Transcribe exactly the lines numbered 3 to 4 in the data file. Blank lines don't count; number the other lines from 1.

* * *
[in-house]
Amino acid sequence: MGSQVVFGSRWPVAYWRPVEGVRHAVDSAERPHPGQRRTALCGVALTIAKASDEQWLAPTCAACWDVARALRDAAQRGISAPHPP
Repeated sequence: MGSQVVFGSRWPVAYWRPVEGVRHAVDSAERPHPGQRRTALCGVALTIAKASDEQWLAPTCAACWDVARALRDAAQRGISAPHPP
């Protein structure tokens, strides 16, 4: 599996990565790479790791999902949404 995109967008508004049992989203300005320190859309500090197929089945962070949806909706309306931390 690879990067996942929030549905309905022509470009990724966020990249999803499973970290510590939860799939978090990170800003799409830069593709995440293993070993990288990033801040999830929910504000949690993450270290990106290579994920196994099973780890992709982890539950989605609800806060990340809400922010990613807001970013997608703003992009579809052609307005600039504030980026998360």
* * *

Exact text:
Repeated sequence: MGSQVVFGSRWPVAYWRPVEGVRHAVDSAERPHPGQRRTALCGVALTIAKASDEQWLAPTCAACWDVARALRDAAQRGISAPHPP
């Protein structure tokens, strides 16, 4: 599996990565790479790791999902949404 995109967008508004049992989203300005320190859309500090197929089945962070949806909706309306931390 690879990067996942929030549905309905022509470009990724966020990249999803499973970290510590939860799939978090990170800003799409830069593709995440293993070993990288990033801040999830929910504000949690993450270290990106290579994920196994099973780890992709982890539950989605609800806060990340809400922010990613807001970013997608703003992009579809052609307005600039504030980026998360």